Geo 101: What Are Featured Snippets?
Here's how brands can craft content such that Google is more likely showcase their information in 'featured snippets' at the top of SERPs.
With the goal of breaking down some of the most important concepts to provide a better understanding of the basics — and a jumping off point for exploring how far the power of location may take us — we introduce the next installment of our GeoMarketing 101 series: what marketers need to know about featured snippets.
What Are Featured Snippets?
A featured snippet is a summary excerpt of the answer to a search query, appearing at the top of Google’s search results. This summary is taken from content on related webpages that answers part or all of a user’s query. In Google’s own words: “What’s different with a featured snippet is that it is enhanced to draw user attention on the results page. When we recognize that a query asks a question, we programmatically detect pages that answer the user’s question, and display a top result as a featured snippet in the search results.
“Like all search results, featured snippets reflect the views or opinion of the site from which we extract the snippet, not that of Google.”
Why Featured Snippets Matter
Google makes clear that featured snippets are not a part of the knowledge graph; instead, they are a regular search result. This is important because knowledge graph results (like the knowledge card) often pull information directly from Wikipedia and other massive informational sites. But with featured snippets, if the content on a brand’s native website is structured correctly, Google will pull directly from there — and include that valuable link to the website below the featured snippet “answer.”
It’s easy to see why this is valuable: The featured snippet has the potential to showcase a brand’s information and website at the very top of SERPs. Plus, it allows for dual exposure: Your business might be ranking fourth overall based on keywords, but if the content on the page is composed properly, then the business could also rank first with the featured snippet.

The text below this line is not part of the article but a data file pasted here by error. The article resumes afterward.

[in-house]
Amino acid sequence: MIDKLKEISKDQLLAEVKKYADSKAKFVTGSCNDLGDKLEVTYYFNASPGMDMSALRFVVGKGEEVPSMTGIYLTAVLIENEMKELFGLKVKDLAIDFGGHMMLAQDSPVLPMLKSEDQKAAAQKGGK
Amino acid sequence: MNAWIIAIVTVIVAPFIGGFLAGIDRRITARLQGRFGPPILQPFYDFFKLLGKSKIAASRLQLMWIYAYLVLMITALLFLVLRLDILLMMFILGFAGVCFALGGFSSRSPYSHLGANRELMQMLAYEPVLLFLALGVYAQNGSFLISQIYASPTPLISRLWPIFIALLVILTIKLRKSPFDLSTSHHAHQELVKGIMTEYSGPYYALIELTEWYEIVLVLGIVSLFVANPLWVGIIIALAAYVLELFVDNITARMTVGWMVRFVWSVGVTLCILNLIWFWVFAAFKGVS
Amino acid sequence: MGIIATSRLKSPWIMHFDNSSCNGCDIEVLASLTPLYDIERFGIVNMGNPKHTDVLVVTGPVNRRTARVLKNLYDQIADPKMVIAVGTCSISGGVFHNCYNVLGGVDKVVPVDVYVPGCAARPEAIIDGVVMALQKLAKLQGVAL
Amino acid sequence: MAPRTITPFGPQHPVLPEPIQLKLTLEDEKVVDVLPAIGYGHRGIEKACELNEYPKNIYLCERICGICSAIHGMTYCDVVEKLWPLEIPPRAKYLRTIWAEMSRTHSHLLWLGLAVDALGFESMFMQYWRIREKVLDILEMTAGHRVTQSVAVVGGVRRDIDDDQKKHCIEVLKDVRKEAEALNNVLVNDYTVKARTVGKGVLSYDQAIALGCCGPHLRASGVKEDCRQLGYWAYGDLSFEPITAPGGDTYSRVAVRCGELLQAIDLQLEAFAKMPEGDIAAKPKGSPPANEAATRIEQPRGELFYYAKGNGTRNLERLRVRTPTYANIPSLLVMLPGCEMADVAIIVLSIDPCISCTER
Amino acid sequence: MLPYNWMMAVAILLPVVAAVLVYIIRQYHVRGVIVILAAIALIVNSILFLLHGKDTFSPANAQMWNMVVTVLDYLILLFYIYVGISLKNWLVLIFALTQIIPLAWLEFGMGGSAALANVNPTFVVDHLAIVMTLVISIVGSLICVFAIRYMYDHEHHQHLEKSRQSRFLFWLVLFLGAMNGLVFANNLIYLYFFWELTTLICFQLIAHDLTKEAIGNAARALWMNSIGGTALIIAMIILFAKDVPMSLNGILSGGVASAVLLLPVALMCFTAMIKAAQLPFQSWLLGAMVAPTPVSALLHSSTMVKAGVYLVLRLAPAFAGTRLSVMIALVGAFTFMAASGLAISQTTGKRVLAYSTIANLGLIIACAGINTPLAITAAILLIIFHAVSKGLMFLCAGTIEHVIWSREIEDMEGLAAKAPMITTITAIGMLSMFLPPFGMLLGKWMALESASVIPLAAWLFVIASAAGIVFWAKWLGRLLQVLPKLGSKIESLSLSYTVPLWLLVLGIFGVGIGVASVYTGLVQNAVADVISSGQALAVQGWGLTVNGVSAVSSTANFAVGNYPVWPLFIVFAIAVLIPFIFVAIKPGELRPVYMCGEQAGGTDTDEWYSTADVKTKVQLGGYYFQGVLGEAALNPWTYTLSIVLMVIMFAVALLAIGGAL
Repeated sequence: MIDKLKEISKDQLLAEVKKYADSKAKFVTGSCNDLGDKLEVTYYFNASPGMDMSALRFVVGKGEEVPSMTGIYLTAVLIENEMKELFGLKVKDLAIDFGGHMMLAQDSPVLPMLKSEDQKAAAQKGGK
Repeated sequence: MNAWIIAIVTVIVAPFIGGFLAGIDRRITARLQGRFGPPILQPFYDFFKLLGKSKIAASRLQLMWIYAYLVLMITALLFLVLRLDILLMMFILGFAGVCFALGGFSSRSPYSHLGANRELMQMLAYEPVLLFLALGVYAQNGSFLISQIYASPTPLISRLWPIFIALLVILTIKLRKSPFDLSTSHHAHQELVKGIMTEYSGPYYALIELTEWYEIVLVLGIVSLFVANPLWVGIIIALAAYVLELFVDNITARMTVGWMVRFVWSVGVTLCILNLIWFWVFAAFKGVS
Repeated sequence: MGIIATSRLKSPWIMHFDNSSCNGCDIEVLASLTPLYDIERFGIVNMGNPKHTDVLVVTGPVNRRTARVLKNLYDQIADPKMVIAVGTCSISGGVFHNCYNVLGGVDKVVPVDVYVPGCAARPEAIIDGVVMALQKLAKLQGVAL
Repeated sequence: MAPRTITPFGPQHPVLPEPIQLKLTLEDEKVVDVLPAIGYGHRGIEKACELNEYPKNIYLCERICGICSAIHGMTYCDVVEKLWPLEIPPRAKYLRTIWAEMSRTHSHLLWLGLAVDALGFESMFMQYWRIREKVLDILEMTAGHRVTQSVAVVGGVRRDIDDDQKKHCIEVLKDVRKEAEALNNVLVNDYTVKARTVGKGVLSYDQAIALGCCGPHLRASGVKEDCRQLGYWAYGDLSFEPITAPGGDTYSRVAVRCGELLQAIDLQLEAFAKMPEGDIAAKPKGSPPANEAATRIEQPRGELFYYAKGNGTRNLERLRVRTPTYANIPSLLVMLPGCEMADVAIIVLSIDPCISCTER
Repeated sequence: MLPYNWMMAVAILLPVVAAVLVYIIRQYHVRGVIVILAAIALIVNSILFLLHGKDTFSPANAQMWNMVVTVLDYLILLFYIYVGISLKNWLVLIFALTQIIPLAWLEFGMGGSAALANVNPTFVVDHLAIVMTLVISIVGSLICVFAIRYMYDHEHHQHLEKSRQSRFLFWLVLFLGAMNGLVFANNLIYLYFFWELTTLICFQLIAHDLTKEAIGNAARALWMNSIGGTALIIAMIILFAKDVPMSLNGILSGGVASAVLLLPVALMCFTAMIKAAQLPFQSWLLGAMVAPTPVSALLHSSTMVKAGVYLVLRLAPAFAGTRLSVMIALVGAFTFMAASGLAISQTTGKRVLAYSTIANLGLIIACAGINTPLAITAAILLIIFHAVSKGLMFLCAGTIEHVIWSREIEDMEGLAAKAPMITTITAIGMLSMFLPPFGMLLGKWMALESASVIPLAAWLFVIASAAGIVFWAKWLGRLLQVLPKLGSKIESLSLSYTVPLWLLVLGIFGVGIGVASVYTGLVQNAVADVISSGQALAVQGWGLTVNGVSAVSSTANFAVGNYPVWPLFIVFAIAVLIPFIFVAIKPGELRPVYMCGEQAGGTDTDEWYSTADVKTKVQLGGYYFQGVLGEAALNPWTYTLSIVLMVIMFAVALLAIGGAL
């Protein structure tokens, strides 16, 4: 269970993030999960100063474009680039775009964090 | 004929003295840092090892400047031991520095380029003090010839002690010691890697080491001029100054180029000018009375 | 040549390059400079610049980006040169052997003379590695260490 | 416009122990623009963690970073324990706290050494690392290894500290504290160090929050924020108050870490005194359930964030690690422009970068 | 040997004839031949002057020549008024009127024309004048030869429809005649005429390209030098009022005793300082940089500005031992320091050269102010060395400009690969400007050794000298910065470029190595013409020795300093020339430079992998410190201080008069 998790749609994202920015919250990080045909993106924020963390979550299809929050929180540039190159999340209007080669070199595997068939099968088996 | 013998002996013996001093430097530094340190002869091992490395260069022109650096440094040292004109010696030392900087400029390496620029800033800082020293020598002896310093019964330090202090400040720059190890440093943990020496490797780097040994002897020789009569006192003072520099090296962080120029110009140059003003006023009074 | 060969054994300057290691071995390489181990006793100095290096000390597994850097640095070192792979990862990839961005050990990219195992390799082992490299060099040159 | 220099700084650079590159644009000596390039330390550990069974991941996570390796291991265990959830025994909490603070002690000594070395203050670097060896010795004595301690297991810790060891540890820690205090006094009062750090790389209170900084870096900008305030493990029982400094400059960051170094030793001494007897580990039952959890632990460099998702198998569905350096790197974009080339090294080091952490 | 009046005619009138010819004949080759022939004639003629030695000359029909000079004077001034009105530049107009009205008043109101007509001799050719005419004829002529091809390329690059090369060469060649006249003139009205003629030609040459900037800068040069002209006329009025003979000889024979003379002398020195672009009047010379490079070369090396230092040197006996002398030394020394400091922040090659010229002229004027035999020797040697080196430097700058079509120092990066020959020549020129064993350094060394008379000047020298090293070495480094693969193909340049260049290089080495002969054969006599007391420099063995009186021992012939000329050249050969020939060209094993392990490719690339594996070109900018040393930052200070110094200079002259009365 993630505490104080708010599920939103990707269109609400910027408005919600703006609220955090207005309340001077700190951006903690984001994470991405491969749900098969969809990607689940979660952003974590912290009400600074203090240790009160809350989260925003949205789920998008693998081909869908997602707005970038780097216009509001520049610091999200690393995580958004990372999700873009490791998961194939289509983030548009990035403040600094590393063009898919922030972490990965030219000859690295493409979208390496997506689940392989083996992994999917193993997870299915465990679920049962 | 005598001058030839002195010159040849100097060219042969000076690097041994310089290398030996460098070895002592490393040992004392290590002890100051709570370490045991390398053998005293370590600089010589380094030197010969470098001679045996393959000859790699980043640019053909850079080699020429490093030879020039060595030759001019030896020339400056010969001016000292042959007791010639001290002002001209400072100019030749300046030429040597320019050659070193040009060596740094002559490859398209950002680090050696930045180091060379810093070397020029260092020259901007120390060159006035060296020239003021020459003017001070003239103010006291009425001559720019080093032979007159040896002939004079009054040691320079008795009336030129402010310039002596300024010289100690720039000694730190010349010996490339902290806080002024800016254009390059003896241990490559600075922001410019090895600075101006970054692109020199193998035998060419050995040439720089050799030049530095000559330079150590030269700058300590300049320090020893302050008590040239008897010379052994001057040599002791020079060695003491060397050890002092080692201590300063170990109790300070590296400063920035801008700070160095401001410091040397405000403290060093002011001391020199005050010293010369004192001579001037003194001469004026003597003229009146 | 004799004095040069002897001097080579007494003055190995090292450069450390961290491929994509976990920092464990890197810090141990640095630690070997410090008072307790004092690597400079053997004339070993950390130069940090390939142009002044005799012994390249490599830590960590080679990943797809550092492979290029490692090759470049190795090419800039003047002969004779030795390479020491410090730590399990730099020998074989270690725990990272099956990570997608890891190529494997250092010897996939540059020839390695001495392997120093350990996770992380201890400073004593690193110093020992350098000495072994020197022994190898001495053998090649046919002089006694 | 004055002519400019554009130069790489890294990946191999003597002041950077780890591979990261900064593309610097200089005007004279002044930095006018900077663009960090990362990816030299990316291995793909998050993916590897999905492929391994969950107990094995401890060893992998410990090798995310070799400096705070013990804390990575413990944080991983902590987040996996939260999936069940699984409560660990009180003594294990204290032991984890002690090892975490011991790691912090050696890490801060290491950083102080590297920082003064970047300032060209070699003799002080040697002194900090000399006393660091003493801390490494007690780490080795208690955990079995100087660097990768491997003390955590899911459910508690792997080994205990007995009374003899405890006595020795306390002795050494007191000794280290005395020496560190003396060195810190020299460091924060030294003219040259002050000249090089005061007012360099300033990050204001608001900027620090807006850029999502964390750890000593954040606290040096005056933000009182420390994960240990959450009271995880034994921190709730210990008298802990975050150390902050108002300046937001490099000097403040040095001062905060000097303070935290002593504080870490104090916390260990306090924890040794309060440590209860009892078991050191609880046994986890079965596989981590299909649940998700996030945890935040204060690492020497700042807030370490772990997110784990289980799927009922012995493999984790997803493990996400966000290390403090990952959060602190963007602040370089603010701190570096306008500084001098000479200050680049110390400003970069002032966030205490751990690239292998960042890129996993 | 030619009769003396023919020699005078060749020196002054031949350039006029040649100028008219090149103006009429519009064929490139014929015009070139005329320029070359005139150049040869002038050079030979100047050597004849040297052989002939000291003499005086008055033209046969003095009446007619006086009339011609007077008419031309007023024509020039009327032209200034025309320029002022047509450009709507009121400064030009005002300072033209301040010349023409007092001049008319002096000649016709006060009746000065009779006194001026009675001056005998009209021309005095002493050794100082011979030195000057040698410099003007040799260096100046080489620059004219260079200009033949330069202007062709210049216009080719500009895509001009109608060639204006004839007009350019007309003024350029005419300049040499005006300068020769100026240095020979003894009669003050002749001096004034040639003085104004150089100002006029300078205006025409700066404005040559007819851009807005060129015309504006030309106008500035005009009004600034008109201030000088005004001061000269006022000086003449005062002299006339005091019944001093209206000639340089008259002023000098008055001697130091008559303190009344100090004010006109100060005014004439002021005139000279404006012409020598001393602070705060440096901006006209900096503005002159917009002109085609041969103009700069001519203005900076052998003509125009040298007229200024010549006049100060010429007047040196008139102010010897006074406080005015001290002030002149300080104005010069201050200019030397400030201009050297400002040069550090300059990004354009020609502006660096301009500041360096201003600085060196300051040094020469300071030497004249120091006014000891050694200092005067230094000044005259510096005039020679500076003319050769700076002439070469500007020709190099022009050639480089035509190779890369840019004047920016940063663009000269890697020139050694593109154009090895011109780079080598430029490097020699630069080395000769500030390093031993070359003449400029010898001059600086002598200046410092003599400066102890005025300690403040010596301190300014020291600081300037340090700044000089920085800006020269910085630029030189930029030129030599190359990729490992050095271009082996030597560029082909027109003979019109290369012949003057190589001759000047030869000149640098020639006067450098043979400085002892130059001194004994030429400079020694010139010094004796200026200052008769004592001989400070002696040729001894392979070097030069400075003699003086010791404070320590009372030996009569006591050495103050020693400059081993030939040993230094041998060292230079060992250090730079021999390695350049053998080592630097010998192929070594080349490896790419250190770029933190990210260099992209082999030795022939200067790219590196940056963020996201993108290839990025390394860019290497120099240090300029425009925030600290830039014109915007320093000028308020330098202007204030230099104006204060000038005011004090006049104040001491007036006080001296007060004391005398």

How To Appear In Featured Snippets
Here are the basic first steps that marketers can look to follow in order to appear in a featured snippet:
Look at Google trends and do personal research in order to identify a common question related to your business or market area. Remember to think broadly about your market category: If you’re a company that sells bow ties, answering “how to tie a bow tie” on your site is likely to direct customers to you, even when they’re not in “immediate purchase” mode.
Provide a clear and well-structured answer to the question — and make sure it’s easy for both visitors and Google to find on your page.
Use header tags — as well as pursuing general SEO best practices on your site. (Using an image, scrutinizing keywords, and adequate internal linking.) Boosting your on-page SEO can potentially help you to win out if a competitor already has a featured snippet for a particular topic or question.
Search Engine Land ran a study on featured snippets in 2015, and then reportedly put tactics similar to the above to the test in a case study. The result? Three days after marking up sample content, two of the five test pages received a featured snippet in less than three days.
As Hilton’s director of global SEO Melissa Walner told GeoMarketing, the most important takeaway is that brands must directly and concisely answer the questions users are asking: All the keywords and tags in the world won’t make a difference for featured snippets if you haven’t done the legwork of understanding the searches users are making by text and voice — and the intent behind them.
“What I see as a challenge for some people is making sure that they have the content on their website that is answering the questions that customers are actually looking for,” Walner said. “This means making sure you know exactly what your customers are searching for: Looking at different types of search query data is very helpful. A lot of times, people will think they know what their customer is looking for, but then you find out later on — especially when it comes to using voice search — that they didn’t know the intent [behind the query.]”